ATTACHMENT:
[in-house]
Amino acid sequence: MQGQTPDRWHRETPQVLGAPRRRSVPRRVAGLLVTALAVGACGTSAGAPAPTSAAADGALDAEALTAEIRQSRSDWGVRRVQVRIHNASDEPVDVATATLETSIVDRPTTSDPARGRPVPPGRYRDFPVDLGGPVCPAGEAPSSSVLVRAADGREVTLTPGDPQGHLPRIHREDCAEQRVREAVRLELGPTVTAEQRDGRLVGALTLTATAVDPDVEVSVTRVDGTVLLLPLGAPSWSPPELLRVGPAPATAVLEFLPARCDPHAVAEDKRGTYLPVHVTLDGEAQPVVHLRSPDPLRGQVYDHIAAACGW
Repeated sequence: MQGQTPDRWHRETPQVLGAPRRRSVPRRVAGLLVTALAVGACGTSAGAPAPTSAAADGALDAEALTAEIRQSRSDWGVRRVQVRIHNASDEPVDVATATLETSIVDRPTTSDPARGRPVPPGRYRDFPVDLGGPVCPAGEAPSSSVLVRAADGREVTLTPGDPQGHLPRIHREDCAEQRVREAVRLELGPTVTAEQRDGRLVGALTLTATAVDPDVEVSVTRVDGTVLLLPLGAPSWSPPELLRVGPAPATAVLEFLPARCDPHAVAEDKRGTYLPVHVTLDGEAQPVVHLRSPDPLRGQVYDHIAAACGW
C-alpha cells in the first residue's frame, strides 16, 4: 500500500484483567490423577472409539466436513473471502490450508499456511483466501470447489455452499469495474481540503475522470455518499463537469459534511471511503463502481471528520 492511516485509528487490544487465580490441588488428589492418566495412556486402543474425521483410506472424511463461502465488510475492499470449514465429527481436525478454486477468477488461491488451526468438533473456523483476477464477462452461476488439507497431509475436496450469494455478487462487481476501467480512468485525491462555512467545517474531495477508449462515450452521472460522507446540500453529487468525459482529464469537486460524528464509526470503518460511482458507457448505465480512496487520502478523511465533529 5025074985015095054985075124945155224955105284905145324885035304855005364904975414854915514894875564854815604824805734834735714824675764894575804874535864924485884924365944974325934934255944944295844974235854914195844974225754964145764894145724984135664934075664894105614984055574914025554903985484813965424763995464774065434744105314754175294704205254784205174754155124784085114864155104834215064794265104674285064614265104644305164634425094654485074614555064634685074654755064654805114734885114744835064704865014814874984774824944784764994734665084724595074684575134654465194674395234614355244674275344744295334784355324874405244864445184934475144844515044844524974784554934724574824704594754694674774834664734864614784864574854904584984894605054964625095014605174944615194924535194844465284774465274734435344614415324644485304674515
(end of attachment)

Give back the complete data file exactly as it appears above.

[in-house]
Amino acid sequence: MQGQTPDRWHRETPQVLGAPRRRSVPRRVAGLLVTALAVGACGTSAGAPAPTSAAADGALDAEALTAEIRQSRSDWGVRRVQVRIHNASDEPVDVATATLETSIVDRPTTSDPARGRPVPPGRYRDFPVDLGGPVCPAGEAPSSSVLVRAADGREVTLTPGDPQGHLPRIHREDCAEQRVREAVRLELGPTVTAEQRDGRLVGALTLTATAVDPDVEVSVTRVDGTVLLLPLGAPSWSPPELLRVGPAPATAVLEFLPARCDPHAVAEDKRGTYLPVHVTLDGEAQPVVHLRSPDPLRGQVYDHIAAACGW
Repeated sequence: MQGQTPDRWHRETPQVLGAPRRRSVPRRVAGLLVTALAVGACGTSAGAPAPTSAAADGALDAEALTAEIRQSRSDWGVRRVQVRIHNASDEPVDVATATLETSIVDRPTTSDPARGRPVPPGRYRDFPVDLGGPVCPAGEAPSSSVLVRAADGREVTLTPGDPQGHLPRIHREDCAEQRVREAVRLELGPTVTAEQRDGRLVGALTLTATAVDPDVEVSVTRVDGTVLLLPLGAPSWSPPELLRVGPAPATAVLEFLPARCDPHAVAEDKRGTYLPVHVTLDGEAQPVVHLRSPDPLRGQVYDHIAAACGW
C-alpha cells in the first residue's frame, strides 16, 4: 500500500484483567490423577472409539466436513473471502490450508499456511483466501470447489455452499469495474481540503475522470455518499463537469459534511471511503463502481471528520 492511516485509528487490544487465580490441588488428589492418566495412556486402543474425521483410506472424511463461502465488510475492499470449514465429527481436525478454486477468477488461491488451526468438533473456523483476477464477462452461476488439507497431509475436496450469494455478487462487481476501467480512468485525491462555512467545517474531495477508449462515450452521472460522507446540500453529487468525459482529464469537486460524528464509526470503518460511482458507457448505465480512496487520502478523511465533529 5025074985015095054985075124945155224955105284905145324885035304855005364904975414854915514894875564854815604824805734834735714824675764894575804874535864924485884924365944974325934934255944944295844974235854914195844974225754964145764894145724984135664934075664894105614984055574914025554903985484813965424763995464774065434744105314754175294704205254784205174754155124784085114864155104834215064794265104674285064614265104644305164634425094654485074614555064634685074654755064654805114734885114744835064704865014814874984774824944784764994734665084724595074684575134654465194674395234614355244674275344744295334784355324874405244864445184934475144844515044844524974784554934724574824704594754694674774834664734864614784864574854904584984894605054964625095014605174944615194924535194844465284774465274734435344614415324644485304674515